Tuesday, April 13, 2010

Ah! The endless egoism of adolescence - dithering around Rimbaud

I'm dithering.  I want to write about Arthur Rimbaud, and I don't.  A mental signal I should presumably heed.  yet now I'm writing.

Rimbaud is scary.  Not his poetry so much, not its complexity - Mallarmé is the one who really stumps me.  And it's not his behavior, although he was the sort of person I'm glad I don't know.  No, it's the intelligence of Rimbaud, the creative intelligence.  What do I mean?

Rimbaud's translators - both the Wallace Fowlie volume I quoted yesterday, for example, and the Paul Schmidt translation I prefer - compile not only Rimbaud's poems but his letters and school assignments and court testimony (not his best work).  Rimbaud's biography is crucial to their understanding of the poetry.  Because of references to his life,* or Paul Verlaine, or his mother?  No, not really, or not mostly.  It's something else.

Rimbaud began writing serious poetry at the age of fifteen.  He was all done by the time he was nineteen.  His career was so compact that the "phases" of his work cover a period of not years but months.  He moved so fast.  I kept referring back to the dates on the poems - he wrote this when he was how old?  And then his combination of perfectly mature craftsmanship and imagery with adolescent scatology and smirkiness confuses me.  Who else is like Rimbaud?  And this is all aside from his bizarre and dangerous moral ideas, aside from his pranks and absinthe abuse and chaos.

from Youth, Part III, "Twenty Years Old" (1875?)

Exiled the voices of instruction;
Physical ingenuousness staled in bitterness. . .
                                                                  . . . Adagio

Ah! The endless egoism of adolescence,
Its studious optimism:
   How the world this summer was full of flowers!
Dying airs, dying shapes . . .
A chorus to appease impotence and absence!
A chorus of glasses of nocturnal melodies . . .

(Of course, our nerves are quickly shot to hell!)

Translated by Paul Schmidt, Arthur Rimbaud: Complete Works, Harper & Row, 1967.

* I would like to draw the interested reader's attention to this review, by C. B. James, of Edmund White's recent little Rimbaud biography.  I would not normally recommend that a reader unfamiliar with an author's work bother with a biography, but Rimbaud is a special case, and White is as interested in the poetry as the gossip.  And what gossip!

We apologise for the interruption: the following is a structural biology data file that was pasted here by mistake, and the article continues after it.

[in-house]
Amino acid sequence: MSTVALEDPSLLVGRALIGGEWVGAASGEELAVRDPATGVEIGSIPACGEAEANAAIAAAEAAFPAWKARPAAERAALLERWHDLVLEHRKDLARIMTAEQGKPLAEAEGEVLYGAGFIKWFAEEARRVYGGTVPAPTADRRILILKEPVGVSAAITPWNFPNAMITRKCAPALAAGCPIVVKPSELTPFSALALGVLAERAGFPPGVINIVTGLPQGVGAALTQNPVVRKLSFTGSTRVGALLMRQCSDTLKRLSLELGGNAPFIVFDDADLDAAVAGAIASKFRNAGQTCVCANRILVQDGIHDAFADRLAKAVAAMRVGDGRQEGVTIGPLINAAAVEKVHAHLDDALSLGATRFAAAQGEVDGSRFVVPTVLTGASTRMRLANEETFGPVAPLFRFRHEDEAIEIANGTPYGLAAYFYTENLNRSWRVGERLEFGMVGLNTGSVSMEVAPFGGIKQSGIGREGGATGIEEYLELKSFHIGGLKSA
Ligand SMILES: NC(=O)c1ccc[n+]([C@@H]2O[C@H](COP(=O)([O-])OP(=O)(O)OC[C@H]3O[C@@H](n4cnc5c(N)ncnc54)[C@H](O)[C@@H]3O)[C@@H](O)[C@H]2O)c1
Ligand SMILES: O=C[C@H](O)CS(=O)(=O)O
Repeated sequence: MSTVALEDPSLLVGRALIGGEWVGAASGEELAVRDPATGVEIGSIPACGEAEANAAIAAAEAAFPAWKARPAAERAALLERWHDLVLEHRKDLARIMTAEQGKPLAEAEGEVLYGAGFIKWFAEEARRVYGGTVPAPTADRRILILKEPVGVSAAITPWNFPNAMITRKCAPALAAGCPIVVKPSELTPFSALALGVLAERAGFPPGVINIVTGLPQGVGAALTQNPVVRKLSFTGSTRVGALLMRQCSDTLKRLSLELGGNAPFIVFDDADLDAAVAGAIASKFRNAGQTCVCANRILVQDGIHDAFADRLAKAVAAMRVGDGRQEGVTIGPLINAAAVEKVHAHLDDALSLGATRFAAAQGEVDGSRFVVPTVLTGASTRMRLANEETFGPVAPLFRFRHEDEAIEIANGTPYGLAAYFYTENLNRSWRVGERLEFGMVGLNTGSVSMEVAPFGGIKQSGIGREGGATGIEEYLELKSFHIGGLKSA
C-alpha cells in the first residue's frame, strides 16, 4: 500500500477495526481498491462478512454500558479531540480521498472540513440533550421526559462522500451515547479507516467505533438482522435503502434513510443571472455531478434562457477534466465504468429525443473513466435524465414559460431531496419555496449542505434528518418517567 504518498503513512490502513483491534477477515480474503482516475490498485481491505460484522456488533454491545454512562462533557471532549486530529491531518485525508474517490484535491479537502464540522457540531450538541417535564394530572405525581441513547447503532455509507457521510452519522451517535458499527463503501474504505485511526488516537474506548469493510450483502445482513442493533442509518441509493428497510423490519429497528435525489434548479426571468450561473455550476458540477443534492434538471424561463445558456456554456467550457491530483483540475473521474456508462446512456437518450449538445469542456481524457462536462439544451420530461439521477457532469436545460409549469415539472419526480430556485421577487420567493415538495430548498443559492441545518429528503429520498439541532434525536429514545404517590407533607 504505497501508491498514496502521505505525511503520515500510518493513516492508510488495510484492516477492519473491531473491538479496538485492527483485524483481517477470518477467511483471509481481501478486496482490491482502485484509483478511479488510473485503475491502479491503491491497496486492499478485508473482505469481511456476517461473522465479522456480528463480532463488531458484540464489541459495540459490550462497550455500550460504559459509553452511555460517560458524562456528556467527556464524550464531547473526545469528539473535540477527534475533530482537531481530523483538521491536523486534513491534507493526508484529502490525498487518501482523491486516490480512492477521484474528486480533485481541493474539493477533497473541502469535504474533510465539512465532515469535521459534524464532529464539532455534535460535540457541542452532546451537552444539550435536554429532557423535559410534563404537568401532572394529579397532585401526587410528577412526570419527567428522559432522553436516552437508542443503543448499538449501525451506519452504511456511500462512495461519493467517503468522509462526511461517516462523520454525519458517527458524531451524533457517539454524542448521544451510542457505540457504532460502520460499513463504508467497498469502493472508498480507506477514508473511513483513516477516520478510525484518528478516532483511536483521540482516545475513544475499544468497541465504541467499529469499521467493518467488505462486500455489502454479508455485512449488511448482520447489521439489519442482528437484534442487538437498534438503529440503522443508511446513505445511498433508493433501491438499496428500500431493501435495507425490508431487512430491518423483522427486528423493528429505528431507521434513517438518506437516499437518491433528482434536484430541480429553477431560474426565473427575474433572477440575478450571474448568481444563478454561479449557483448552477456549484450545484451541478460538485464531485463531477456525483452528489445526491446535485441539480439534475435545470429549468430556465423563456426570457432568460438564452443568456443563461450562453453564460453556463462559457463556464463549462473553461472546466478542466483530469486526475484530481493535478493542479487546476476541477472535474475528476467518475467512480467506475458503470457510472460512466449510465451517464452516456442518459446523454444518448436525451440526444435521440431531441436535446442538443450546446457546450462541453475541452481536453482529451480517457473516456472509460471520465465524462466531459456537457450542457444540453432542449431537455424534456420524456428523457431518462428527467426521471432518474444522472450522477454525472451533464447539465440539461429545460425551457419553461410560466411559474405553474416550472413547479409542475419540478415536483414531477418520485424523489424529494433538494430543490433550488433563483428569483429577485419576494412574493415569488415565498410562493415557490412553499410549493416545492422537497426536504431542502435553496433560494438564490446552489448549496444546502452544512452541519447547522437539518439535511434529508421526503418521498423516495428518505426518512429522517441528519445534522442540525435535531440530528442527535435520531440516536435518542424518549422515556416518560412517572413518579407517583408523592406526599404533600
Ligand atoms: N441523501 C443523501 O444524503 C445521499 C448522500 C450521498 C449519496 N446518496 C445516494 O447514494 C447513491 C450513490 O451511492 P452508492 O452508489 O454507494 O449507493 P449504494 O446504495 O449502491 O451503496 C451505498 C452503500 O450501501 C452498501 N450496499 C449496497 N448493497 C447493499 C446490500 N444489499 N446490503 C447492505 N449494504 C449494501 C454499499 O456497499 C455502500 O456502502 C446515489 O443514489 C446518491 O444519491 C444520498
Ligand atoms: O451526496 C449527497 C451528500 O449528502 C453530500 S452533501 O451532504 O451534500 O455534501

1. What an interesting post. I'd never heard of Rimbaud (I hate to admit). I love the "studious optimism" phrase.

  2. I've been interested to read the fragments of Rimbaud you've posted over the past few days, because when I read him AS an adolescent I didn't particularly like him, and I'd assumed he was one of those writers one likes best as a teenager if one likes him at all. But I'm actually appreciating his work much more as an adult. Maybe I'll have to seek him out, keeping in mind his youthful...quirks.

  3. Can't wait to hear what you thought of Mallarmé. He takes a deal of unknotting. Are you going to do Apollinaire? I think he's my favorite.

  4. I've decided to take a long time with Ribaud. One or two poems a year would be good, I think.

    I agree that knowing something of his biography helps one appreciate him more. He writes the "egoism of adolescence" while still an adolescent.

  5. Jenny, you read my mind, such as it is. Or I live to serve. See today's post, although I would not exactly call it "thought".

    To follow my current path, Apollinaire and Valéry are next. But I think I might have exhausted myself. Time to rest. Retrench. Make a lateral move.

    Emily - I think you've hit on something. Adolescent readers (White is good on this) can be strongly attracted to the romance and rebellion of Rimbaud's life in a way that might be unavailable to an adult (a teen might also be indifferent, repulsed, etc.) But Rimbaud really was a great poet. His best poems exist independently of his biography. Imagery, language, music - all the usual stuff.

    So, Grad, yes - his poems are packed with goodies like the "studious optimism" of adolescence. He was fearsome smart.

    On the other hand, as CB suggests, knowing the life is a big help with Rimbaud. It explains a lot. It really helps explain the bad Rimbaud poems!

  6. Who else is like Rimbaud?

    Knowing nothing, I am tempted to say Mozart. And I could swear I just read a comparison of Mozart to some other writer on these same grounds, but I'm d—ed if I can remember where or whom.

  7. Mozart - good one. Prodigies, sowers of chaos, with a shared love of scatology. Although if Mozart had abandoned composition at the age of 19, he'd be a minor figure.